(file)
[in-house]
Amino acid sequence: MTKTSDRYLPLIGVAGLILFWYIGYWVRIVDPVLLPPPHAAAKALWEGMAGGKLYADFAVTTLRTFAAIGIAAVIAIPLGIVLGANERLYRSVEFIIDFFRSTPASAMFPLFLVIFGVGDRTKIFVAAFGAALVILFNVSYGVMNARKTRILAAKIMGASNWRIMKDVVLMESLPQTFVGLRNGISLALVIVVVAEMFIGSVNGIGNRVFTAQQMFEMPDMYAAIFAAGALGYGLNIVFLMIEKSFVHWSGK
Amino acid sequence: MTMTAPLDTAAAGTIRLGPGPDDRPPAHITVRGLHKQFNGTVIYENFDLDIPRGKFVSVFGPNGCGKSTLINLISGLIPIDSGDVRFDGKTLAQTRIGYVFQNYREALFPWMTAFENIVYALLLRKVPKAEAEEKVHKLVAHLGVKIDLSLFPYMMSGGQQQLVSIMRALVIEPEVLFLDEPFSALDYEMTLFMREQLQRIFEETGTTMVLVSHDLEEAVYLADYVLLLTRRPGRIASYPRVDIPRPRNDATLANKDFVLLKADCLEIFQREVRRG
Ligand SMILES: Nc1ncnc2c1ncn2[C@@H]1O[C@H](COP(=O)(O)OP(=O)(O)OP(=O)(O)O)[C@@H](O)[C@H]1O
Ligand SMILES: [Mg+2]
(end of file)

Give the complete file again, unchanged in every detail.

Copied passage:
[in-house]
Amino acid sequence: MTKTSDRYLPLIGVAGLILFWYIGYWVRIVDPVLLPPPHAAAKALWEGMAGGKLYADFAVTTLRTFAAIGIAAVIAIPLGIVLGANERLYRSVEFIIDFFRSTPASAMFPLFLVIFGVGDRTKIFVAAFGAALVILFNVSYGVMNARKTRILAAKIMGASNWRIMKDVVLMESLPQTFVGLRNGISLALVIVVVAEMFIGSVNGIGNRVFTAQQMFEMPDMYAAIFAAGALGYGLNIVFLMIEKSFVHWSGK
Amino acid sequence: MTMTAPLDTAAAGTIRLGPGPDDRPPAHITVRGLHKQFNGTVIYENFDLDIPRGKFVSVFGPNGCGKSTLINLISGLIPIDSGDVRFDGKTLAQTRIGYVFQNYREALFPWMTAFENIVYALLLRKVPKAEAEEKVHKLVAHLGVKIDLSLFPYMMSGGQQQLVSIMRALVIEPEVLFLDEPFSALDYEMTLFMREQLQRIFEETGTTMVLVSHDLEEAVYLADYVLLLTRRPGRIASYPRVDIPRPRNDATLANKDFVLLKADCLEIFQREVRRG
Ligand SMILES: Nc1ncnc2c1ncn2[C@@H]1O[C@H](COP(=O)(O)OP(=O)(O)OP(=O)(O)O)[C@@H](O)[C@H]1O
Ligand SMILES: [Mg+2]